The online community of knife collectors, A Knife Family Forged in Steel
Okay, forgive me for the discussion title .... but I was asked the camera I was using to take photos of my knives. First off, I am not .... nor will I ever consider myself to be a photographer. I basically take pictures, plain and simple. I have absolutely NO creative or artistic ability. Therefore, rather than trying to compose artistic pictures of my knives, I just try to make them look as closely to how they look to the naked eye as possible. To achieve this, often takes much trial and error (thank goodness we are in the digital age!!)
Lighting (most often my nemesis) is, in my mind, far more important than any other aspect of capturing a good image of your knife. But understanding lighting (and exposure) is only half the battle ... the other half is being able to control it. I don't have a lot of space in which to take pictures .... so for me, controlling lighting involves a bunch of lights (not all used at any given time), many mirrors, and finally hand held light diffusers (to eliminate unwanted glare).
Next, a sturdy tripod is essential. Even very light cameras (or phone cameras) often can't be held steady enough to eliminate movement which results in some degree of blurring. A tripod will let you get much better pictures.
As far as cameras go, having a good camera and lens can't hurt ... and can definitely help. But, it isn't as critical as other things. What is important, is that you know your camera/lens well and how to use it! My camera of choice is my Nikon D300S (a real workhorse) with a Nikon 105mm micro lens. Problem is, the 105 mm (in my opinion) really isn't suited perfectly for taking pictures of my knives. Prior to it, I used the Nikon 18-200. It was great, but I got tired of lens creep when taking some pictures where I had to have a free hand to hold a light diffuser!! With practice and experimenting, I've learned what settings/lighting work best with that 105mm using my homemade light box.
Speaking of the light box. My house is nightmare when it comes to using available natural lighting ... so had to resort to a light box. I first bought one of those portable ones. Didn't like it so a year or so ago, built my own. Here are some pictures of it as I was making the box:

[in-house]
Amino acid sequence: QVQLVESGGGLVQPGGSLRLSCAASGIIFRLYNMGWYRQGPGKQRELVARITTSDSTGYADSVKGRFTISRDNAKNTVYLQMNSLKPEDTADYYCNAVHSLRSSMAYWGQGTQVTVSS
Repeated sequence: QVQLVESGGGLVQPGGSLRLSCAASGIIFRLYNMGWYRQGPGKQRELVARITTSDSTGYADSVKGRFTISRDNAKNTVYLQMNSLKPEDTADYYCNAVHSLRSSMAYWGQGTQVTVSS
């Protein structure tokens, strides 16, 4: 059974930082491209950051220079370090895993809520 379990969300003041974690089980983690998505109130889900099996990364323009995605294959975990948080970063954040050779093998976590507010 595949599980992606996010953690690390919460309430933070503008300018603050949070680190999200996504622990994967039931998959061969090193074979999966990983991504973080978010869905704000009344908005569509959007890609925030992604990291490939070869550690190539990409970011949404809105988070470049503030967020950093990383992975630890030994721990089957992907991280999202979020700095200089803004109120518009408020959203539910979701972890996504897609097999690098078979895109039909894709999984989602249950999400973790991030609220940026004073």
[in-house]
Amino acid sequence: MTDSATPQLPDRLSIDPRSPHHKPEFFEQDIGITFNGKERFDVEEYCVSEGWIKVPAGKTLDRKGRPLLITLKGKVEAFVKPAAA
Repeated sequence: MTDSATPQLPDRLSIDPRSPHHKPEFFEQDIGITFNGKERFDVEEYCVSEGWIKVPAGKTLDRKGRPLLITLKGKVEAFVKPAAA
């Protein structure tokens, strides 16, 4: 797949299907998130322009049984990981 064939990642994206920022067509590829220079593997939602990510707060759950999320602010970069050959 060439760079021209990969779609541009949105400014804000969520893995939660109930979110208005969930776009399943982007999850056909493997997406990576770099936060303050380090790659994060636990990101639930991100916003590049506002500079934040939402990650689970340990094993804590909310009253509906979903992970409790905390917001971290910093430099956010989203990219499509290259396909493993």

As for lighting, I use a total of 7 hot lights - 85W 5500K bulbs. Three from the top and two on each side. The bulbs on top bounce off a piece of white board down through the bed linen into the box. Whether I have all of the lights on or just specific ones depends on the particular knife I am trying to photograph. I also use a bunch of mirrors to direct the lighting onto specific areas of the knife as well as a large hand held diffuser (made from a small white board frame with vellum as the diffuser). I keep moving the mirrors and diffuser until I think I have acceptable lighting on the knife. I then take a few (or, most often, quite a bit more than a few) pics in hope that some of them are satisfactory!! Here are a couple shots of how the box is set up to use:
Hope this helps.
Nice set up, I know I struggle with getting good pics and use mostly outdoor lighting. Alot of good info is also within the knife photography group
Thanks Jan ..... I don't know how I missed that group! Then again, there are times I can't find my keys ... when they are right in front of me!!!
LOL, how about those where are my glasses moments when they are on your face :)
Wow lots of lites but super fine results!
Thanks Brian. Like I said, I don't have all of them on at any given time. Depends on the knife and the angle at which I am trying to shoot as to which are on and which are off. Much like a knife or gun .... better to have what you need, and not need it, than not have what you need and .... you know!
I know exactly what you mean. I like your photo box, very similar to my own. I just started using LED bulbs and I love the light. Very even, white and clean. I need to add a few more, and grab a couple more mirrors!
As you know, shooting photos of shiny metal objects is not always the easiest! Your work is really nice. Kudos!